Halloween party set to kick off as the spooky holiday creeps up on Christmas in popularity
The Irish may have celebrated Halloween first, but we are quickly catching up with a more American interpretation of the festival.
The spooky holiday is catching up with Christmas in terms of popularity, with Ireland just behind the United States when it comes to spending on the festival.
Vincent Lynch, owner of the 10 Halloween HQ costume stores across the country, says that the festival is "already rivalling Christmas".
"Halloween in America is huge. They would spend three to four times more on it than we would," he said.
A survey last October of 1,500 people by Webloyalty found Irish people will spend around €41m on Halloween in total.
Liam Reilly, Supervisor of Drogheda Museum Millmount, who runs traditional Halloween tours as part of the Spirits of Meath Festival, says Halloween fever is alive and kicking.
"They learn about the Celtic origins of Samhain, and how Samhain was linked to All Hallow's Day when Christians arrived," he said.
Mr Reilly said the origins of Halloween can be traced to Co Meath, highlighting customs such as eating colcannon and barmbrack and games, like bobbing for apples, that still exist.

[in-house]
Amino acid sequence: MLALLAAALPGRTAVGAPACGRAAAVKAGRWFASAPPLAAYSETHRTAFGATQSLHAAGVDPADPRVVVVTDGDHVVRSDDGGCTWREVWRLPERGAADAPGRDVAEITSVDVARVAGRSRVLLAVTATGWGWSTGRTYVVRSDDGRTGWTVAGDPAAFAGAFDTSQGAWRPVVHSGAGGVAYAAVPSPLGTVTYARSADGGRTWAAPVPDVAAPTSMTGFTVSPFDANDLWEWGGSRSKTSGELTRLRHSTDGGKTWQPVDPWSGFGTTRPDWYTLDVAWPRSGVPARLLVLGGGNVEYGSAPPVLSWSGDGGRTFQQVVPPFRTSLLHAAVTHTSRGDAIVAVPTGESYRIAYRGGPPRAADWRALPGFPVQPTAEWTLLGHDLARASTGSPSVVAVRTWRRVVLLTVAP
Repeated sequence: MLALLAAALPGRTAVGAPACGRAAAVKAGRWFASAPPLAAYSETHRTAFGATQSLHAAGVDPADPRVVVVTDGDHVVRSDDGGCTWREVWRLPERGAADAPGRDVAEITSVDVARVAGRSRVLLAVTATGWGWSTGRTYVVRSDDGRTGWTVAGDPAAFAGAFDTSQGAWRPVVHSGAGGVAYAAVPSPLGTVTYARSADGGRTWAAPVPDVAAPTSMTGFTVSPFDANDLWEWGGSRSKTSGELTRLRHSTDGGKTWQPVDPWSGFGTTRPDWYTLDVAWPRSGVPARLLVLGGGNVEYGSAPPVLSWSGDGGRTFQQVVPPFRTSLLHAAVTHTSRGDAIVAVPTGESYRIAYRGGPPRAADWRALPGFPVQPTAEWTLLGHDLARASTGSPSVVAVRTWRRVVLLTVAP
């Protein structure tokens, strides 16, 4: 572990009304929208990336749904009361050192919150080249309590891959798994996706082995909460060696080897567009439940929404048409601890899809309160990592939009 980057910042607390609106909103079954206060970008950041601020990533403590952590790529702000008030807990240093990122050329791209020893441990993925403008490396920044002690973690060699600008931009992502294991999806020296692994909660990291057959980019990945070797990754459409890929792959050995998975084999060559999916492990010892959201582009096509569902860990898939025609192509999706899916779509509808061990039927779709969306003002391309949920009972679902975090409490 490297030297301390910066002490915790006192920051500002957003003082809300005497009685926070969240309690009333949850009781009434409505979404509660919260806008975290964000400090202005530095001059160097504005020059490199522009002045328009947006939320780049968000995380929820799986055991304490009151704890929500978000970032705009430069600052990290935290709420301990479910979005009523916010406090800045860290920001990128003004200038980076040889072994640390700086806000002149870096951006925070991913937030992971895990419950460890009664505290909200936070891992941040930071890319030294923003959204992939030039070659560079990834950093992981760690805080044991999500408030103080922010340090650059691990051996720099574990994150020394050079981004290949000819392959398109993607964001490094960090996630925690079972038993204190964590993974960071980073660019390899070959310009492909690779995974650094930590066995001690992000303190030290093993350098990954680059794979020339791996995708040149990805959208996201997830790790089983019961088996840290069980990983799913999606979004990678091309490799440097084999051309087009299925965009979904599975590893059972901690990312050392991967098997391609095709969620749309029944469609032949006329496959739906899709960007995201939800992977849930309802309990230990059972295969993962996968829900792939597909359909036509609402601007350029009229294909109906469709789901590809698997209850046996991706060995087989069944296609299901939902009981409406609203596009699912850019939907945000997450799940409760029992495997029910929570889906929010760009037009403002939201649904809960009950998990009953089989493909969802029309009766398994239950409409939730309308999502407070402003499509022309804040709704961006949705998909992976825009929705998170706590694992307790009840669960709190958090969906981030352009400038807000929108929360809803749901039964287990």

These ancient Celtic traditions spread globally when the Irish community in America attempted to bring over the tradition of carving faces from turnips.
"When the Irish emigrated to the States, they couldn't find any turnips - but they did find pumpkins, which were much easier to carve," said Mr Reilly.
That tradition thrives in Ireland, but pumpkin carvings don't always have to be creepy.
Last year, Cavan man Joey Burns immortalised Brian O'Driscoll in a pumpkin. Amy Huberman was so impressed with it that she bought it to light in their own home.
"Last Halloween, Amy heard me talking on the radio about the carving I did of Brian and got in touch to buy it. It was lovely knowing it was decorating their home at Halloween," Mr Burns said.
This year, he will have pumpkin carvings of Rory McIlroy, Roy Keane and Michael D Higgins.
Numerous festivals around the country are attempting to breathe new life into the festival with both Celtic and contemporary customs.
Tom Lawlor, director of this weekend's Bram Stoker Festival in Dublin, sees the event as a way "to launch Dublin into Halloween and Samhain season".
"It's such a particular time of year and everyone has their own views on it, but we see this as an opportunity to put an Irish stamp on it," he said.
"We are very conscious of celebrating the contemporary idea of Samhain."
On Sunday, families will be invited to Stokerland, a Victorian theme park in Wolfe Tone Square, with street performances on the hour. In addition, a Samhain-inspired parade by Macnas will weave its way around Dublin city centre on Monday at 5.30pm.
Meanwhile, the Health Products Regulatory Authority (HPRA) has warned parents to check the labels of face paint to ensure they are safe to use. High levels of heavy metals and harmful substances have been found in some brands of children's cosmetics.
The HPRA recommends using products manufactured in the EU, which should meet required safety standards.